Resist the Siren Call to a Passive Faith
Psalm 34:1-8; John 6:35, 41-51
In a self-centered kind of faith, we celebrate the God who has selected us from out of all of the people of the world to be the “Chosen People.” This sense of being selected for particular honor, runs deep in the sense of identity in many of the established religions. It is the easiest target of those who claim to be “spiritual but not religious.”
In this kind of faith, the emphasis is on right belief. Believe the right thing in the right way, and you are all good. You might then be well served to sit quietly with your books, and read and pray your “chosen” self into the heavenly kingdom. This would keep us from the messiness of dealing with those in the messy world who are not ‘saved.’
This is a powerful temptation. When the Tuesday morning Bible Study group considered the epistles of First, Second and Third John, we recognized several opportunities for folks to latch on to key phrases, and fashion a kind of faith that defines the world of those loved by God to exclude any who do not meet a narrow definition of worthiness or orthodox belief. Those same hooks are visible in the gospel of John.
With these core definitions, it becomes so much easier to ‘love your neighbor’ because you get to decide who is your neighbor. And quite literally, they figure, the hell with everybody else. This exclusive sense of entitlement is what parades around as Christianity in the US and much of Western Europe, and is at the core of why mature and thinking people are walking away from the church.
In the gospel passage, those who are resisting Jesus try to avoid all of the teachings of Jesus that make them uncomfortable. Rather than deal wth the message, they attack the integrity of the messenger.
This is a common defense humans use to resist what is new, attempt to discredit the one who is bringing the news. “Isn’t this the son of the carpenter? Who does he think he is?” “That person has been accused of being inaccurate before, don’t trust anything he says.” And all the way from Greek mythology to today there is the story of the messenger literally being killed for bringing an uncomfortable truth.
So here is an Uncomfortable Truth for you. If we would truly follow Jesus the Christ, our willingness to accept people the way they are, will anger more than a few people. Our willingness to treat the gospel as an invitation for all to trust that God loves them, and wants them to trust in God’s love and forgiveness, will mark us as sinners. I had a Morton pastor accuse me of preaching false doctrines in our common prayer time at the Ministerial Association lunch in the Spring, I presume over the LGBTQI issues. I had to smile. I was hoping that his congregation and ours might find some mission projects to share.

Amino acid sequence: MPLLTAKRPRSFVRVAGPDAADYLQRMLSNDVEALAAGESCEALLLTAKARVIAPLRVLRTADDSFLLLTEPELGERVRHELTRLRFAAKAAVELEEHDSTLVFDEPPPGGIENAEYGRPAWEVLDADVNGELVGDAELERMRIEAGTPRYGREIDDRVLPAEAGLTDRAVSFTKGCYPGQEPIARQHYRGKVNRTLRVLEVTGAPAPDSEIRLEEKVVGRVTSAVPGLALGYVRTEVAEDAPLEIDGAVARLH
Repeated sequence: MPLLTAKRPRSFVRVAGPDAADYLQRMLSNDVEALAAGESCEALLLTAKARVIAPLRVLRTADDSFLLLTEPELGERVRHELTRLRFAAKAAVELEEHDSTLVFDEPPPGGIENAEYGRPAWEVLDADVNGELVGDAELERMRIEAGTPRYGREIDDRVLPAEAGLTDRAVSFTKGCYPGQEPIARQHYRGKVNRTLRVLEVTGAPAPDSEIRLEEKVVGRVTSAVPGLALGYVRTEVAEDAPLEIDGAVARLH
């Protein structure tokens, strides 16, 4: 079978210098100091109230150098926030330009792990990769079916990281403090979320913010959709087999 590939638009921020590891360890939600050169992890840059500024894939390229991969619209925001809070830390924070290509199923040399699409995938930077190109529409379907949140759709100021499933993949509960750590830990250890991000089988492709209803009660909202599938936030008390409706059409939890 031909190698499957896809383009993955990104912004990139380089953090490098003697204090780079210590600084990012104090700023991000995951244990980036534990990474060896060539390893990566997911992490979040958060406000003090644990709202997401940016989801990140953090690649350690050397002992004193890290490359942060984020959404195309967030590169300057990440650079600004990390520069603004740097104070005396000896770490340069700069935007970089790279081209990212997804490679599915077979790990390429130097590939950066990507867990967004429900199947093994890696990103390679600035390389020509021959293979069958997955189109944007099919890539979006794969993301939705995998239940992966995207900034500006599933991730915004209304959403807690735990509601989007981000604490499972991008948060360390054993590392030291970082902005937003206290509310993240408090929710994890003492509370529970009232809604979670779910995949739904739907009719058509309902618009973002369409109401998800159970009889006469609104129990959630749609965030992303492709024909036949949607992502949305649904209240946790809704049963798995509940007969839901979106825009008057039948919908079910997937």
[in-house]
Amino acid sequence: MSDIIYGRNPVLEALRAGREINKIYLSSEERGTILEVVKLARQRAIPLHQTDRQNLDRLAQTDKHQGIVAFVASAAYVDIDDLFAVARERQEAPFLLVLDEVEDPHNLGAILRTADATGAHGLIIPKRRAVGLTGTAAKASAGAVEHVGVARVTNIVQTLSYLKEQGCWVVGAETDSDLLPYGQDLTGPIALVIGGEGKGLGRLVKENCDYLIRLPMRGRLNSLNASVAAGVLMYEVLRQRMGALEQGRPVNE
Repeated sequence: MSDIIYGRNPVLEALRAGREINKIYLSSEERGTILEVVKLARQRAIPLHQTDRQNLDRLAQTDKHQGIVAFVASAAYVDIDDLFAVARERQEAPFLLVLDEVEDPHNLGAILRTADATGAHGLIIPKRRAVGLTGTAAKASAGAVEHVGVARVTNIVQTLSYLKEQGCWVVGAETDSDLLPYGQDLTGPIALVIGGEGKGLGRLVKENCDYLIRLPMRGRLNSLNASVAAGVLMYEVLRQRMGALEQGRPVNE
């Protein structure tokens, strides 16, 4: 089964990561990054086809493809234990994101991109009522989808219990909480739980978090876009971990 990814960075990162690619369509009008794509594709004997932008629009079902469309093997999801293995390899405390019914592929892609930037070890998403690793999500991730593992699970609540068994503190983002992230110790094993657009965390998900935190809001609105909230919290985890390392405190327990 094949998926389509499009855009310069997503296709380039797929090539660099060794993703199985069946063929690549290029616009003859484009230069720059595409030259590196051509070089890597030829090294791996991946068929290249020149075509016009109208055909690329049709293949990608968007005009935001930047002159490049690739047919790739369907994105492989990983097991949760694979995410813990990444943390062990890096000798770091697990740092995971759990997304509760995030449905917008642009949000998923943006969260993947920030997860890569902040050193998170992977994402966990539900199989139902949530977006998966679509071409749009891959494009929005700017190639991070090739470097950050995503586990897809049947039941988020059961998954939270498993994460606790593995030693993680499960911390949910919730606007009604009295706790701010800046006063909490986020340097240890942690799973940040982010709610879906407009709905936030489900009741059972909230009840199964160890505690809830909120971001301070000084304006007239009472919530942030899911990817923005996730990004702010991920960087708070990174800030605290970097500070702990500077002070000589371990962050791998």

Instead I returned to this sanctuary on the next Sunday, to reaffirm the critically important role you have in this community. Your clear voice of “Welcome” is much more important than you could possibly know. When you and I are willing to smile in the face of charges of being “too welcoming” we help every person who feels ostracized at least hold out hope, “that God gives a damn about injustice.”
Last week I read to you from correspondence I received from a recent visitor. As I survey the level of hostility being openly expressed in public these days; hateful rhetoric, insulting to God’s children, I am more persuaded than ever just how urgently our voice of welcome needs to be broadcast. When violent words parade around under the label of Christianity and patriotism, I shudder. “God and country,” were never intended to be so abused.
What was making people so uncomfortable in today’s gospel? Jesus dared to say, “I am - the bread of life.” The “I Am” statements in the gospel of John, are structured to recall the confrontation of Moses by God at the burning bush. Jesus uses words that recall what is recorded in the Exodus text, in order to make a point. The similarity in structure would not be lost on the Temple Jews of Jesus day. No doubt these words made some believe that this Jesus of Nazareth was equating himself to God.